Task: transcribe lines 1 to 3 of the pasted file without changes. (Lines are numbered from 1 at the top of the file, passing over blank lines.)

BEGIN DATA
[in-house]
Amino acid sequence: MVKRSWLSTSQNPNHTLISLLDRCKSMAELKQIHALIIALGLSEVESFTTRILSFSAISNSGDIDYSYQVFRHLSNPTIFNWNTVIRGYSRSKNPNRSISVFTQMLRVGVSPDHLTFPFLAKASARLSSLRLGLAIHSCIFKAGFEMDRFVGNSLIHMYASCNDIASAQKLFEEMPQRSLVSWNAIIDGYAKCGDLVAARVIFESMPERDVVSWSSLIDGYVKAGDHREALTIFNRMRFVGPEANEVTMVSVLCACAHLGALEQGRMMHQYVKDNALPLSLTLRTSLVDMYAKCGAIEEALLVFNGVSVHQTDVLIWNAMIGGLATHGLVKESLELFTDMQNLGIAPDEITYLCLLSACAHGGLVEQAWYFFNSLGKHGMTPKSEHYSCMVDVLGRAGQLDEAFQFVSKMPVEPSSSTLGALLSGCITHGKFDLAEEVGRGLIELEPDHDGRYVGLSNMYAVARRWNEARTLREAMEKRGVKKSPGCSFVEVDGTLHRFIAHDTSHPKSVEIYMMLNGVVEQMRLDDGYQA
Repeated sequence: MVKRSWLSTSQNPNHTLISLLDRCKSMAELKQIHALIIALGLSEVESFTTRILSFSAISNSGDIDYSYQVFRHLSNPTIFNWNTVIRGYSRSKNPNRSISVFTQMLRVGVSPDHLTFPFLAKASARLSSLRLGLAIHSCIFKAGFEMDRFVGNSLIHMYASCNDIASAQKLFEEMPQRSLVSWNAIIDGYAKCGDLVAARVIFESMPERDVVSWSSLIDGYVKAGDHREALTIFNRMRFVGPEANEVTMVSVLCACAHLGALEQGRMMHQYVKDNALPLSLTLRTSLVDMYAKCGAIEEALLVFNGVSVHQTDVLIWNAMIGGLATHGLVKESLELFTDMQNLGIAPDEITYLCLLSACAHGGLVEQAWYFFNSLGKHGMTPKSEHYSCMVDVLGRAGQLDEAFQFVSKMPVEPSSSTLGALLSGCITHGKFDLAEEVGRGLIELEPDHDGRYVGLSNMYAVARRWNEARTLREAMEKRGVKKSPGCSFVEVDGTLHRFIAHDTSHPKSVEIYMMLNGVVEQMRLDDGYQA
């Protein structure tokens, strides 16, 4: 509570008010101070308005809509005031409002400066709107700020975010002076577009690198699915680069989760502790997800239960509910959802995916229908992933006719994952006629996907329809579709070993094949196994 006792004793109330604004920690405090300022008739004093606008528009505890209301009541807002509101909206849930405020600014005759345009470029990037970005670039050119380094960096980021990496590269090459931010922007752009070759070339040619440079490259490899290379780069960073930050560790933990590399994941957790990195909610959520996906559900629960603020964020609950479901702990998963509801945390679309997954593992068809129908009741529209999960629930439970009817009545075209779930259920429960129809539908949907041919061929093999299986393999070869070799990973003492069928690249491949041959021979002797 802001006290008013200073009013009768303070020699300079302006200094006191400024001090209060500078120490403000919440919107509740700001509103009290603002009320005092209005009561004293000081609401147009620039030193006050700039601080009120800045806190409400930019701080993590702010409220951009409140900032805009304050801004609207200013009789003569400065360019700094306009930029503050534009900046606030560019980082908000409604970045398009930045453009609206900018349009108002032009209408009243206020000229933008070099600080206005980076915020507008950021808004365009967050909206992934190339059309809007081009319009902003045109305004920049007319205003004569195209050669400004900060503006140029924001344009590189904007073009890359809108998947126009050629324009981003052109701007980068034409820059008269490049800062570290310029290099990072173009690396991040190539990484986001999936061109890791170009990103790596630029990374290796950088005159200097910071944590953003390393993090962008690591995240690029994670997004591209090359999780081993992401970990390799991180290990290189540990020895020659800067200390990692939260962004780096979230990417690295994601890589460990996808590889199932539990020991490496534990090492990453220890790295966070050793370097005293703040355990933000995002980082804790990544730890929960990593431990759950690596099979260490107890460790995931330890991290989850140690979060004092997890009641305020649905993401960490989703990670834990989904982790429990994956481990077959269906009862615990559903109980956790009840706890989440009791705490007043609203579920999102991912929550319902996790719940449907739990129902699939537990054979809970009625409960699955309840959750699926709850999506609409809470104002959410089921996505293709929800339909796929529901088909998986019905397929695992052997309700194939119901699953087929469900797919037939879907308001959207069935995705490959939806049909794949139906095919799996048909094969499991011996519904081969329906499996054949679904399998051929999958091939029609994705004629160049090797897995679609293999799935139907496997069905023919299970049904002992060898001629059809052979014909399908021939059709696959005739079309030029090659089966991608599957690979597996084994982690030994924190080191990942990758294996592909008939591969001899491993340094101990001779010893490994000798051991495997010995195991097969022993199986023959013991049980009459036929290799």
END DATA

[in-house]
Amino acid sequence: MVKRSWLSTSQNPNHTLISLLDRCKSMAELKQIHALIIALGLSEVESFTTRILSFSAISNSGDIDYSYQVFRHLSNPTIFNWNTVIRGYSRSKNPNRSISVFTQMLRVGVSPDHLTFPFLAKASARLSSLRLGLAIHSCIFKAGFEMDRFVGNSLIHMYASCNDIASAQKLFEEMPQRSLVSWNAIIDGYAKCGDLVAARVIFESMPERDVVSWSSLIDGYVKAGDHREALTIFNRMRFVGPEANEVTMVSVLCACAHLGALEQGRMMHQYVKDNALPLSLTLRTSLVDMYAKCGAIEEALLVFNGVSVHQTDVLIWNAMIGGLATHGLVKESLELFTDMQNLGIAPDEITYLCLLSACAHGGLVEQAWYFFNSLGKHGMTPKSEHYSCMVDVLGRAGQLDEAFQFVSKMPVEPSSSTLGALLSGCITHGKFDLAEEVGRGLIELEPDHDGRYVGLSNMYAVARRWNEARTLREAMEKRGVKKSPGCSFVEVDGTLHRFIAHDTSHPKSVEIYMMLNGVVEQMRLDDGYQA
Repeated sequence: MVKRSWLSTSQNPNHTLISLLDRCKSMAELKQIHALIIALGLSEVESFTTRILSFSAISNSGDIDYSYQVFRHLSNPTIFNWNTVIRGYSRSKNPNRSISVFTQMLRVGVSPDHLTFPFLAKASARLSSLRLGLAIHSCIFKAGFEMDRFVGNSLIHMYASCNDIASAQKLFEEMPQRSLVSWNAIIDGYAKCGDLVAARVIFESMPERDVVSWSSLIDGYVKAGDHREALTIFNRMRFVGPEANEVTMVSVLCACAHLGALEQGRMMHQYVKDNALPLSLTLRTSLVDMYAKCGAIEEALLVFNGVSVHQTDVLIWNAMIGGLATHGLVKESLELFTDMQNLGIAPDEITYLCLLSACAHGGLVEQAWYFFNSLGKHGMTPKSEHYSCMVDVLGRAGQLDEAFQFVSKMPVEPSSSTLGALLSGCITHGKFDLAEEVGRGLIELEPDHDGRYVGLSNMYAVARRWNEARTLREAMEKRGVKKSPGCSFVEVDGTLHRFIAHDTSHPKSVEIYMMLNGVVEQMRLDDGYQA